If a flow-metabolism mismatch is a sign of metabolic stress, then why is it associated with poor outcome in cancer patients? One likely reason is its association with cell survival. If a tumor cell can survive the stress of metabolic demands of rapid growth and inadequate delivery of nutrients and oxygen, it may also be able to withstand cancer treatments. This appears to be the case for breast cancer treated by chemotherapy, where patients whose tumors had flow-metabolism mismatches pre-therapy were significantly less likely to achieve a complete response to neo-adjuvant treatment compared to patients with tumors with matched metabolism and perfusion (11). In addition, the response to environmental stress may activate pathways associated with more aggressive and lethal cancers. For example, in addition to accelerated glycolysis, the response to hypoxia through HIF-1 promotes tumor angiogenesis, associated with a more invasive phenotype and greater propensity for spread (5). This is also supported by imaging findings. Non-responding breast tumors had an average increase in tumor blood flow after chemotherapy (11), suggesting persistent tumor angiogenesis, and preserved tumor perfusion with therapy was associated with poor disease-free and overall survival (8).

Interestingly, despite increases in blood flow, tumors with minimal apparent response to chemotherapy have a small decline in glucose metabolism with treatment (7, 11), moving the metabolic pattern in a direction towards more matched metabolism and perfusion. This may reflect the ability of cancer cells to alter metabolism to adapt to changing environmental conditions, which may be an important component of the cancer phenotype (4, 12). A similar phenomenon occurs in ischemic myocardium. After restoration of blood flow through surgical re-vascularization, previously ischemic myocardium reverts to a less glycolytic phenotype (10). Altered metabolism indicated by the flow-metabolism mismatch may therefore be yet another example where cancers can use pre-programmed cellular responses to their selective advantage.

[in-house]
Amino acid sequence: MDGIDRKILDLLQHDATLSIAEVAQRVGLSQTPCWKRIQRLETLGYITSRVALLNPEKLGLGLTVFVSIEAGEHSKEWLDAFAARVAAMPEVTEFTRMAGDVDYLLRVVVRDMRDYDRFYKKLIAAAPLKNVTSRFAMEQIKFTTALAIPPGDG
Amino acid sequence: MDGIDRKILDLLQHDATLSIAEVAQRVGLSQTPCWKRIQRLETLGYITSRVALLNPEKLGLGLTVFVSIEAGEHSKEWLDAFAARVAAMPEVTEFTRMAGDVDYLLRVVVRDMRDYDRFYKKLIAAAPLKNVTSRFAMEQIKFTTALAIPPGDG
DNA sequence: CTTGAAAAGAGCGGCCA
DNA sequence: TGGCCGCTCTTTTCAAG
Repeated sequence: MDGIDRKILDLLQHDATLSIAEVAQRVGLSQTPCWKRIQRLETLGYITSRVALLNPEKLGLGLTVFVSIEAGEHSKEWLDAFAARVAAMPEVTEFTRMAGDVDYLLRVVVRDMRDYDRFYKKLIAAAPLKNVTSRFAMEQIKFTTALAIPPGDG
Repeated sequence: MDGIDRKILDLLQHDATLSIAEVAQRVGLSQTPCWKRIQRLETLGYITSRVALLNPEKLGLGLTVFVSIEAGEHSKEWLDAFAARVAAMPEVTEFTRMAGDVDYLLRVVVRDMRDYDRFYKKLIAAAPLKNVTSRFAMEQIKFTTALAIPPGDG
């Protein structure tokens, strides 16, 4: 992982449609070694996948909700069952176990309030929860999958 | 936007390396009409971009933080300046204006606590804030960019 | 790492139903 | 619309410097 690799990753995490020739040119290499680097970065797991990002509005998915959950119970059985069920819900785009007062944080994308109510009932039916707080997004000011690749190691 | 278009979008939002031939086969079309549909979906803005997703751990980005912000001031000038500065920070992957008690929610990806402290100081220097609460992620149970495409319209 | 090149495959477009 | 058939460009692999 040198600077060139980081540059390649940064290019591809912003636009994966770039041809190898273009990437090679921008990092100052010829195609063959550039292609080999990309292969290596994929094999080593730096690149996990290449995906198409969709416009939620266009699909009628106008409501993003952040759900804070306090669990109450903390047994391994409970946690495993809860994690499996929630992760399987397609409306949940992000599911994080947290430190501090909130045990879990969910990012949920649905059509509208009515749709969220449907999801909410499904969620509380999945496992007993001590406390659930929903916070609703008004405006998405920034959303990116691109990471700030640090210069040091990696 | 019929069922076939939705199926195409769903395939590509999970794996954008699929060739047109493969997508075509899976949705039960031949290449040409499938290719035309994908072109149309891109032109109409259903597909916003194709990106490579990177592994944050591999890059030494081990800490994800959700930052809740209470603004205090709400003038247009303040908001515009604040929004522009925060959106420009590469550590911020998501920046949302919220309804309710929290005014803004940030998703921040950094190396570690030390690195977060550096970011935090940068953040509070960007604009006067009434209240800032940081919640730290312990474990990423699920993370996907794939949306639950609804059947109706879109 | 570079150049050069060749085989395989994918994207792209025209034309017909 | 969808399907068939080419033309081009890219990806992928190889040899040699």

The identification of a flow-metabolism mismatch, uncovered by functional imaging, points towards mechanisms that limit response to therapy and may suggest new avenues for overcoming therapeutic resistance. However, these findings also leave a number of unanswered questions. What is the biology underlying tumor flow-metabolism mismatch? Do cancer cells have molecular features that promote a more resistant and resilient phenotype that is capable of withstanding the stress of rapid tumor growth, leading to a flow-metabolism mismatch, or does a flow-metabolism mismatch induce gene expression that mitigates environmental stresses, leading to a more resistant cancer? What is the natural history of tumors that display flow-metabolism mismatch? Do they “hibernate” as in the case of myocardium, or does the activation of genes involved in the response to metabolic stress lead to a more invasive and aggressive phenotype?